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Lee
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But you've been looking at pictures all your life... It's impossible not to have done research if you think about it. :)

One very real danger as a beginner is to find a "formula" that works and just do that over and over. Instagram is full of it. As someone who has taken the time to register for a photo forum, post an image, and respond to feedback, you are showing that you care about your work. All it takes is a bit of thought about what you want to achieve with your image. But don't lose that creative vision you have now. It's about shaping what you have, not replacing it with a forumla, template, or (God forbid!) a preset...
Thanks Ian, those are some words of wisdom. I've looked at some of your photos and they're awesome, I can tell you're very experienced. I definitely care, yes. When I do something, I try to do it as well as possible or else why bother. If I want just decent photos, I use my phone. I've seen youtube videos of pros selling preset templates of moody skys and whatnot. Doesn't interest me, seems a little like cheating tbh. Either the sky is there and the mood can be extracted, or it's not.

I've got another photo I need harsh critique on, I'll be posting that in the architecture forum. Hope you don't mind. :D
 
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Lee
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To be honest, I think @Harlequin565 is right, my crop needed a just a touch less foreground and a bit more sky to give a bit more space. Do you have image editing software yet, something like Photoshop Elements for instance? If so, have a look at the 'clone tool' function and you can soon get rid of those dust specks. It's all part of the learning curve of photography, so a good photo to practice 'post processing' and cropping on. Best of luck and welcome to the world of photography, where none of us ever needs to stop learning, just as long as we want to. :)
Thanks Mr Badger. :) I do yes, I have Adobe Lightroom and Photoshop CC. Though hardly use Photoshop so still somewhat bewildering to me. Much more familiar with Lightroom. But once or twice I've sent a photo from Lightroom to Photoshop to use the blur or smudge tool and then sent it back to Lightroom. I think there's a way to remove dust specks in Lightroom or is it easier in Photoshop?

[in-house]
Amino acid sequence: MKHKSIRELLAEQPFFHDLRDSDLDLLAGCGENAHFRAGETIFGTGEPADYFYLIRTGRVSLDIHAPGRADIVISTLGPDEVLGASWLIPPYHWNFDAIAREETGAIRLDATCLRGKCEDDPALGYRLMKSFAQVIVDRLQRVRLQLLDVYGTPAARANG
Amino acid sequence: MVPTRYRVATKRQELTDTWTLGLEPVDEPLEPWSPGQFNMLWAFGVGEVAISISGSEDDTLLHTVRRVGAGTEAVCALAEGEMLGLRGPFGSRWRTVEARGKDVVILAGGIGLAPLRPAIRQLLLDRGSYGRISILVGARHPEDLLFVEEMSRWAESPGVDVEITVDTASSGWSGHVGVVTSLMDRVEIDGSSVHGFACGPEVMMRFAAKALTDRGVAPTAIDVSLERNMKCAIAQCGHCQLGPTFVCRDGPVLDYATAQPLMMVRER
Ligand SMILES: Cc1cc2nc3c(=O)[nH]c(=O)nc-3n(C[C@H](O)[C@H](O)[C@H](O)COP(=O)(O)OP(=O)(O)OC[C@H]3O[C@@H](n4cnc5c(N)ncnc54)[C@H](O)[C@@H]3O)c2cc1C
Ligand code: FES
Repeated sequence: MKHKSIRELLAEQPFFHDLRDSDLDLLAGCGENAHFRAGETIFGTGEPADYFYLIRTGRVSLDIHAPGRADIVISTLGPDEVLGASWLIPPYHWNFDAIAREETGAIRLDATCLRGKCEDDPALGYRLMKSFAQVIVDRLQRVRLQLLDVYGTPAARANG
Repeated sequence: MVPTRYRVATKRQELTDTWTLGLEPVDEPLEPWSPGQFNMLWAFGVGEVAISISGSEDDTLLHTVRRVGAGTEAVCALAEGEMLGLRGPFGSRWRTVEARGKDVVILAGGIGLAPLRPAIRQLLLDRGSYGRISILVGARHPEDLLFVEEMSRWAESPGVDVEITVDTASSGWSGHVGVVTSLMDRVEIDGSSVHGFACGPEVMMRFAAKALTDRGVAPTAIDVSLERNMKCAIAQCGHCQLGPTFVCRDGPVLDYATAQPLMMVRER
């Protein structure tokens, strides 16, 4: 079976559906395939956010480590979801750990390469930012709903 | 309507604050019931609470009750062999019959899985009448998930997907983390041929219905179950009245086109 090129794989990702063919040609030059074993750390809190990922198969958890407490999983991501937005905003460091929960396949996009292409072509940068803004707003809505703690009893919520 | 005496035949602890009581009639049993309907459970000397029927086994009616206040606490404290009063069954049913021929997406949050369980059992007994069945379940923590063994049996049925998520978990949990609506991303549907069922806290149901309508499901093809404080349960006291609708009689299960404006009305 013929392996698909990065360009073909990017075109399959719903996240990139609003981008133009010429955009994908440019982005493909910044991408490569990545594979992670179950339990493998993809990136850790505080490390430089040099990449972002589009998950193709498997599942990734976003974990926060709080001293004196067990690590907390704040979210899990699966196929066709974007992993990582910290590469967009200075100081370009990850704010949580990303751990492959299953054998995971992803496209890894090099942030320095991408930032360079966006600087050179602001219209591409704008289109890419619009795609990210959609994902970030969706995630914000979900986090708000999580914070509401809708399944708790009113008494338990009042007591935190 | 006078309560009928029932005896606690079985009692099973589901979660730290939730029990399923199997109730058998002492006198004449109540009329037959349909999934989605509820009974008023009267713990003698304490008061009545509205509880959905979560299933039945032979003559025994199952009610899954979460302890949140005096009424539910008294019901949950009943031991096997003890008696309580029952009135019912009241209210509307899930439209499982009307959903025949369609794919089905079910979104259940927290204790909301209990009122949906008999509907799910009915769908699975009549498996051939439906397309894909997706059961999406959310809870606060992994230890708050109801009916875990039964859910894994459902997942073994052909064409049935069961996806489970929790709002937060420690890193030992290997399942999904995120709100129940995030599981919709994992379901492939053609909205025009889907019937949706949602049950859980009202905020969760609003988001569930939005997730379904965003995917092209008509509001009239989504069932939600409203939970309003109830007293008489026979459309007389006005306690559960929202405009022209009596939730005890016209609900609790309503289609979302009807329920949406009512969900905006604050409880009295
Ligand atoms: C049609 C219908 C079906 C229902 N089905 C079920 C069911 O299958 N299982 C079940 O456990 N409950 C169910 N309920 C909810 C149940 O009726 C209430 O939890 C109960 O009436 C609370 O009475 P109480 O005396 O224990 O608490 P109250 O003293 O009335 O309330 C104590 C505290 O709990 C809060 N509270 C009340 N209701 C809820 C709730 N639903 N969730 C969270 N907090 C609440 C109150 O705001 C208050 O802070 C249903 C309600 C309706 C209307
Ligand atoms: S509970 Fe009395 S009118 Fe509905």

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Tom
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The conditions are lovely with the soft warm light. I would say there needs to be a more obvious subject matter - you’ve gone fairly wide angle, which often has the effect of reducing the impact of everything in the frame. Personally, if I’m shootings wide I’ll include a dominant foreground element which acts as the subject, but you have to be careful not to include something boring just because you need a subject. Alternatively, I will use a long lens and pick out an interesting part of a landscape and exclude the rest.
 
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I love the colours, not over-saturated for me ... as warm and inviting as a Summer's evening. :)
 
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Jeremy Moore
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Something that I always notice first but nobody else has mentioned....... the horizon needs correcting. Look at the angle of all those lamp posts!

Just as a quick mention, the lightroom settings you detail seem to suggest some pretty heavy PP and the RAW file confirms it. The finished result is not too bad in my opinion, quite an attractive scene but with too much sky, Mr Badger's crop works for me. But I'd suggest trying to get that kind of result without resorting to too much PP if at all possible.

I don't see the need to always have some "foreground interest" and in this case the attractively coloured field serve in that role anyway. And finally, it's a hang glider, isn't it, so perhaps not that interesting?